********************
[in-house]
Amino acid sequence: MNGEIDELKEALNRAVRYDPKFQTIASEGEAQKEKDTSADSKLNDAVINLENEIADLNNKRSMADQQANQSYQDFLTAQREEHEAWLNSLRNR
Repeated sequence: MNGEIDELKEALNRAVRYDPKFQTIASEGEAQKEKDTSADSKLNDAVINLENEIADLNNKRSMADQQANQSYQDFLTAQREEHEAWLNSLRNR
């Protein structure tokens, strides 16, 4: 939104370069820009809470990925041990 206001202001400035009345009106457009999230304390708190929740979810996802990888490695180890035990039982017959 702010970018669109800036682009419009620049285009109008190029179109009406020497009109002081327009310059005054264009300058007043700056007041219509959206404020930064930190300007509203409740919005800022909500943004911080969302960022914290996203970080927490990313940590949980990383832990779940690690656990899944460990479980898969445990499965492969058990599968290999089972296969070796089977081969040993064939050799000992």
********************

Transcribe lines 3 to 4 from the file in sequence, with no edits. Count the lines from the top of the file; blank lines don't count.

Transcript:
Repeated sequence: MNGEIDELKEALNRAVRYDPKFQTIASEGEAQKEKDTSADSKLNDAVINLENEIADLNNKRSMADQQANQSYQDFLTAQREEHEAWLNSLRNR
């Protein structure tokens, strides 16, 4: 939104370069820009809470990925041990 206001202001400035009345009106457009999230304390708190929740979810996802990888490695180890035990039982017959 702010970018669109800036682009419009620049285009109008190029179109009406020497009109002081327009310059005054264009300058007043700056007041219509959206404020930064930190300007509203409740919005800022909500943004911080969302960022914290996203970080927490990313940590949980990383832990779940690690656990899944460990479980898969445990499965492969058990599968290999089972296969070796089977081969040993064939050799000992």